USA slaps tariffs on $200bn in China goods as trade war escalates

Geraldine Edwards
September 19, 2018

The tariffs will take effect on 24 September, and will rise to 25% from 1 January 2019.

China's yuan currency slipped 0.3 per cent against the United States dollar in Asian trade on Tuesday. But it is unclear whether Beijing will agree to come to Washington with the new tariffs set to go into effect.

President Trump has announced tariffs on a further US$200 billion (NZ$304b) of Chinese imports from next week.

BPSA's president, Adam Micklin, told BRAIN, "The BPSA and PeopleForBikes are aware of the tariffs news regarding a possible reduction to 10 percent but we have not had a chance to fully review the list".

Liu had been expected to go to Washington next week to resume talks with Stephen Mnuchin, but the tariffs will be triggered on Monday, putting negotiations in doubt.

Oil prices edged lower on concerns over how the U.S. -Sino trade dispute may dent global crude demand, but losses were limited as the market weighed potential supply tightening due to Iran sanctions.

The summary, released on Tuesday morning, quoted Zhong as saying "entrepreneurs are very anxious about the possible consequences of trade conflicts in the world's two largest economies, which we do not want to see". However, without these tariffs, we will be facing an unfair disadvantage.

"If the USA launches any new tariff measures, China will have to take countermeasures to firmly ensure our legitimate rights and interests", Foreign Ministry spokesman Geng Shuang told reporters ahead of the expected announcement.

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Trump has consistently railed against the US' enormous trade gap with China.

The Dow Jones industrial average fell 0.35 percent, to 26,062.12.

"China, however, still refuses to change its practices and indeed recently imposed new tariffs in an effort to hurt the United States economy", Trump said.

"As President, it is my duty to protect the interests of working men and women, farmers, ranchers, businesses, and our country itself". "My administration will not remain idle when those interests are under attack".

Earlier in the day the President tweeted: "Tariffs have put the U.S. in a very strong bargaining position, with Billions of Dollars, and Jobs, flowing into our Country - and yet cost increases have thus far been nearly unnoticeable".

President Donald Trump, to the alarm of USA trading partners, has kept his course of aggressive trade policy, imposing punitive tariffs on countries he accuses of cheating American workers.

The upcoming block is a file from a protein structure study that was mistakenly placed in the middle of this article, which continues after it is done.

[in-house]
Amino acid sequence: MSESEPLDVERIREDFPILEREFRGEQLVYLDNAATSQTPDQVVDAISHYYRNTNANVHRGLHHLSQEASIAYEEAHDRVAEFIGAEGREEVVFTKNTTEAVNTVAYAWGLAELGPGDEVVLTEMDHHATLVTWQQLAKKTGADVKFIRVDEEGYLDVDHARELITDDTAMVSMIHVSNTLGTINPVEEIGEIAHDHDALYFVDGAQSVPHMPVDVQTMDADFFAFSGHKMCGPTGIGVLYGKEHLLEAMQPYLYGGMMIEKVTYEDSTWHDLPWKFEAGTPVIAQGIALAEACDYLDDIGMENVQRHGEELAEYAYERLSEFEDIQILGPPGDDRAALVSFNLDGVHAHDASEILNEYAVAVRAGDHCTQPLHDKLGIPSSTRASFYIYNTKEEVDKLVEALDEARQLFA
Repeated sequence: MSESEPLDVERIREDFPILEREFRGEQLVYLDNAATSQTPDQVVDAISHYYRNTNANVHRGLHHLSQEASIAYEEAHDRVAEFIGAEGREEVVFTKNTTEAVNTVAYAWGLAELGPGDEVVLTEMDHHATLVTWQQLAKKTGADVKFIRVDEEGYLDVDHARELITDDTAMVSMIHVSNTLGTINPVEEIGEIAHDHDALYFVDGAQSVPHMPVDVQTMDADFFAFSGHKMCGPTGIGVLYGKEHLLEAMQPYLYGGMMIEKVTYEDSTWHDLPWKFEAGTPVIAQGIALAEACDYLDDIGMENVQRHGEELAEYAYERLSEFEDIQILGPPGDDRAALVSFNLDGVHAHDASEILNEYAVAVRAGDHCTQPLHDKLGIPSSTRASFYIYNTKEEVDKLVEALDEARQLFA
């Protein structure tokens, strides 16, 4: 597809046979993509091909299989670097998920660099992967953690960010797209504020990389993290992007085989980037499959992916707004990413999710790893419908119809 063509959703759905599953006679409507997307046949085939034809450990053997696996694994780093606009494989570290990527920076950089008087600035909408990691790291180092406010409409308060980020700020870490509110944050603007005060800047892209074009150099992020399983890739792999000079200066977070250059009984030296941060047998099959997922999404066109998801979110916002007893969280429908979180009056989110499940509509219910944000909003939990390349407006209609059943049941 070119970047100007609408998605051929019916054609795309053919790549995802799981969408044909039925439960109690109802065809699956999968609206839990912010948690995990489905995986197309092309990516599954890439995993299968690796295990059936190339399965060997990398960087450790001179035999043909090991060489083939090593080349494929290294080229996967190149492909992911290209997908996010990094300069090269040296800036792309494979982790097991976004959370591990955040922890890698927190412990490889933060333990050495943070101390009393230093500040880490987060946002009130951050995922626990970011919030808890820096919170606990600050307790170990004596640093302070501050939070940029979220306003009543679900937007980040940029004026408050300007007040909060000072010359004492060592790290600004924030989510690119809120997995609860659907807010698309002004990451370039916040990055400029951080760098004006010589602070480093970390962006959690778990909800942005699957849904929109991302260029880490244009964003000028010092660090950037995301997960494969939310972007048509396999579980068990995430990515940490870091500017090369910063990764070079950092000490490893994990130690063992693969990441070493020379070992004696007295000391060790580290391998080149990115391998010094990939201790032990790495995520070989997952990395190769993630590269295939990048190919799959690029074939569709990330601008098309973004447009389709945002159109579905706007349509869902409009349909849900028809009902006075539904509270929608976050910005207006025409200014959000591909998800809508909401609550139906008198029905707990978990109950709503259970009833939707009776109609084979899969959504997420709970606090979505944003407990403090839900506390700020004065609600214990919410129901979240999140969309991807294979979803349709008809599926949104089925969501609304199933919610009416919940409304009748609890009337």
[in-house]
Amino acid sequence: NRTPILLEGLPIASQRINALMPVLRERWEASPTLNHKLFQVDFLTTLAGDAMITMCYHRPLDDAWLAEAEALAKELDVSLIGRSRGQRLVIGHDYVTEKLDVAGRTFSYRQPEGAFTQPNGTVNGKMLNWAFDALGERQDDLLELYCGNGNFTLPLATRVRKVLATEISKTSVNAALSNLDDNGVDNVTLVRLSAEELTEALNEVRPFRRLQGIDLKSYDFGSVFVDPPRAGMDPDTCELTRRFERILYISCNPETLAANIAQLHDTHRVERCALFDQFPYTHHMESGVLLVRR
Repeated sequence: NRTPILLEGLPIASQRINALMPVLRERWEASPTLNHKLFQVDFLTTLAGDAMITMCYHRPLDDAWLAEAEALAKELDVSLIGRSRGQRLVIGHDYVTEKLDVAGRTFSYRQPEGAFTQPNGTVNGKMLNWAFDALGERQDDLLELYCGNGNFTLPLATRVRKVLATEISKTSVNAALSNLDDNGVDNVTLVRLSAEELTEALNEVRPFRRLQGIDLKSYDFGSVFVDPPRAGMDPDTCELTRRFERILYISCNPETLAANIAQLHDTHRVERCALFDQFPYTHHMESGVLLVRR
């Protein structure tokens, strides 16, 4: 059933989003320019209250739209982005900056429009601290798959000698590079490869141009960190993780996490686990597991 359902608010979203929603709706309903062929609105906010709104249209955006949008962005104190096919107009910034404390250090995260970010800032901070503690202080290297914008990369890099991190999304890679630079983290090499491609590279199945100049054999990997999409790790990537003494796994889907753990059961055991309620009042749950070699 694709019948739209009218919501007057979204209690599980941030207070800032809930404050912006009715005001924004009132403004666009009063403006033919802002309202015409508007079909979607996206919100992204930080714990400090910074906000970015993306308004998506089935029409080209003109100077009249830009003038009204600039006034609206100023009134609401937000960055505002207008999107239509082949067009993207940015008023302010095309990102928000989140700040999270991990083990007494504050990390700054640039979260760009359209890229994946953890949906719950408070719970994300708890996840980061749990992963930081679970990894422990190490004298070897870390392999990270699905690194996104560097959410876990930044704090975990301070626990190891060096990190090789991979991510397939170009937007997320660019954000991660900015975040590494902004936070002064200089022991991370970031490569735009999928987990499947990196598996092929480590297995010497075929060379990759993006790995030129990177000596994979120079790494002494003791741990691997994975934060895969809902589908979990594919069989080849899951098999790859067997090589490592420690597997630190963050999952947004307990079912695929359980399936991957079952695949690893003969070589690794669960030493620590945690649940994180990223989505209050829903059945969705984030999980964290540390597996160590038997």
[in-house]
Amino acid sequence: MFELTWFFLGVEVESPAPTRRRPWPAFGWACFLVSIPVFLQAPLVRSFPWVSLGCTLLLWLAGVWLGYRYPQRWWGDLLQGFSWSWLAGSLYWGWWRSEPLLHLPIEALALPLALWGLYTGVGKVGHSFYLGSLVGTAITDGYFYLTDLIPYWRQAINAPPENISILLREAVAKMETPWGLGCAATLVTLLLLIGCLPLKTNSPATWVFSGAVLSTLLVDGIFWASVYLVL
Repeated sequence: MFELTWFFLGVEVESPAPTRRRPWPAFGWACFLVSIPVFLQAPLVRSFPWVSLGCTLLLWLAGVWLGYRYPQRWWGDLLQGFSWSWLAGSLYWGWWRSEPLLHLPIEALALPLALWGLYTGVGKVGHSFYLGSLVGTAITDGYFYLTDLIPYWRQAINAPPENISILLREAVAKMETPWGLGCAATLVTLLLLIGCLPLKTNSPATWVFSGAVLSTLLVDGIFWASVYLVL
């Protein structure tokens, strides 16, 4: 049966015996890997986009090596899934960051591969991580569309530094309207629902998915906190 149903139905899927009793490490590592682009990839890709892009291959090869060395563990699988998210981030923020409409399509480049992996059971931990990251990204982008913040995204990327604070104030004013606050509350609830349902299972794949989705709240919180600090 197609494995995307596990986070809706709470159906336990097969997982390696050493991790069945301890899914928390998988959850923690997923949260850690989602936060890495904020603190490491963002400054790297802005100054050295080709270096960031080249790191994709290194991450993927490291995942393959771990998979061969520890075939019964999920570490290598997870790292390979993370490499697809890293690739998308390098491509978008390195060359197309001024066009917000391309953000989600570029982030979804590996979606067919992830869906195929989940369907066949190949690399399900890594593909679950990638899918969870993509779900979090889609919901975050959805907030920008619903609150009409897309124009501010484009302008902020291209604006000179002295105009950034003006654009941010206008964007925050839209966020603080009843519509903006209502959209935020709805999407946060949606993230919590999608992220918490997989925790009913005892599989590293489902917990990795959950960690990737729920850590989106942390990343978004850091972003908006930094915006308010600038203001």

A weaker United States dollar has boosted gold prices while the price of most base metals slipped on the back of concerns that demand for metals will weaken as a result of the trade dispute.

But the growth of the world capitalist economy and the strengthening of the other major powers undermined the very foundations on which they were based-the absolute dominance of the US.

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Trump also proclaimed the US steel industry the 'talk of the World'. Beijing's target list of USA goods to penalize was heavy on agriculture.

Have there been trade wars before?

The lack of unity within the USA administration on trade isn't new - Chinese and American officials have held a series of talks over the dispute, and reached at least one agreement which was subsequently abandoned by the president.

"The Liberal-National government will ensure we continue to have the backs of Australian industry".

For example, higher prices for raw materials in the USA could flow through into higher prices for food packaging which could impact the price of goods in New Zealand supermarkets, he said.

"Tariffs are a tax on American families, period", said Hun Quach", RILA's vice president for global trade. "As a result, tariffs will ultimately reduce the economic benefit we generate for the United States". "Tariffs are taxes, plain and simple".

"By choosing to unilaterally raise taxes on Americans, the cost of running a farm, factory or business will grow".

In addition to smart watches and Bluetooth devices, certain chemical inputs widely used by American manufacturers, as well as safety products such as bicycle helmets and vehicle seats were granted exemptions.

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McClay said no escalation of tariffs was good for a small country like New Zealand, "particularly between the world's largest and second-largest economies", and he was not sure if the Government was paying enough attention to its trading partners.

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